Author: Kathleen Persighetti
On Monday morning, Türkiye, frequently referred to as Turkey, was hit with one of the deadliest earthquakes the world has seen in 80 years. As of 9 February, the death toll had surpassed 20,000 people.1 Since the quake hit in the early morning hours, many people were still in bed and are now trapped underneath rubble. Deadly disasters like these are a breeding ground for cyber criminals, who have jumped at the opportunity to take advantage of individuals seeking to send aid to the struggling victims.
Almost immediately after the disaster was announced, online scams claiming to provide aid to the victims of the earthquake began appearing. An email phishing campaign from a counterfeit organization called the Wladimir Charity Foundation attempted to collect cryptocurrency funds that they claim will help homeless families and children. The campaign began circulating within 24 hours after the earthquake struck.2 Another scam used Twitter to ask for donations via PayPal. The cybercriminals deposited $500 into the account to make the account appear more legitimate.3 However, PayPal has not operated in Turkey since 2016, so any charity that seems to be Turkish and is asking for donations via PayPal is most likely fraudulent.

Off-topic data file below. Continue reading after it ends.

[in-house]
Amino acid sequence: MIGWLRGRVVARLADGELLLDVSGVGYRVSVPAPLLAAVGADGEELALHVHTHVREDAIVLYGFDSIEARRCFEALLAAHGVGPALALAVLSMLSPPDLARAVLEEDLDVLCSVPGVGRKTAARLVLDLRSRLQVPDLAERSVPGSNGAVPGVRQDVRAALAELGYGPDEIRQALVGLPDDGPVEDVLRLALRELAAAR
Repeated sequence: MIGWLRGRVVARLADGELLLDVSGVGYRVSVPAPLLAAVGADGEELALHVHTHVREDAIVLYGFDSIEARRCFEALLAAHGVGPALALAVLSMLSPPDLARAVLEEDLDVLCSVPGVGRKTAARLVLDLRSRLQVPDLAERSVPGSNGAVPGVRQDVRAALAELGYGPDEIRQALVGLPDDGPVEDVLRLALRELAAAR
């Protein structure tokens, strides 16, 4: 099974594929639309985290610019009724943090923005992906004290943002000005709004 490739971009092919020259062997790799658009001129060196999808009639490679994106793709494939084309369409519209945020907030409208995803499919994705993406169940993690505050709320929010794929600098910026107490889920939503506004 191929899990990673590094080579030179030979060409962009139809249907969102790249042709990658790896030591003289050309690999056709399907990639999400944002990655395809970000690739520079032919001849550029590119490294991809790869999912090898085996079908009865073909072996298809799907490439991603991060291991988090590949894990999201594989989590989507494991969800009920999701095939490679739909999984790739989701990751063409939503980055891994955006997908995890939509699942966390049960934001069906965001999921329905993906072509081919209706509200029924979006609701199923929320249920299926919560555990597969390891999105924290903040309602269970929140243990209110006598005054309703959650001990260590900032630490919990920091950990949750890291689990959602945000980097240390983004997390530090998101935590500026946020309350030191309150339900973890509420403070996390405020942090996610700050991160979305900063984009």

The Infoblox Threat Intelligence Group has found over 150 fraudulent web pages related to this disaster thus far. Many display images of children in crisis and ask for donations through a QR code, TWINT, PayPal, or other online fund transfer methods. A list of the current domains that Infoblox has flagged as malicious or suspicious can be found at our public Github repository here, we have also added a separate list of legitimate donation sites. The images below are screenshots of fake donation sites.
As we saw with the invasion of Ukraine, cybercriminals are quick to act and produce material that is very hard to distinguish from legitimate sites.4 In domains related to the earthquake, we have seen malicious domains with the U.S. Federal Bureau of Investigation listed as the registrant, illustrating one tactic they will use to fool people.
Figure 1. Screenshot of help-turkiye[.]com phishing website attempting to collect online donations.
Figure 2. Screenshot of turkeyhelp[.]world phishing website attempting to collect online donations.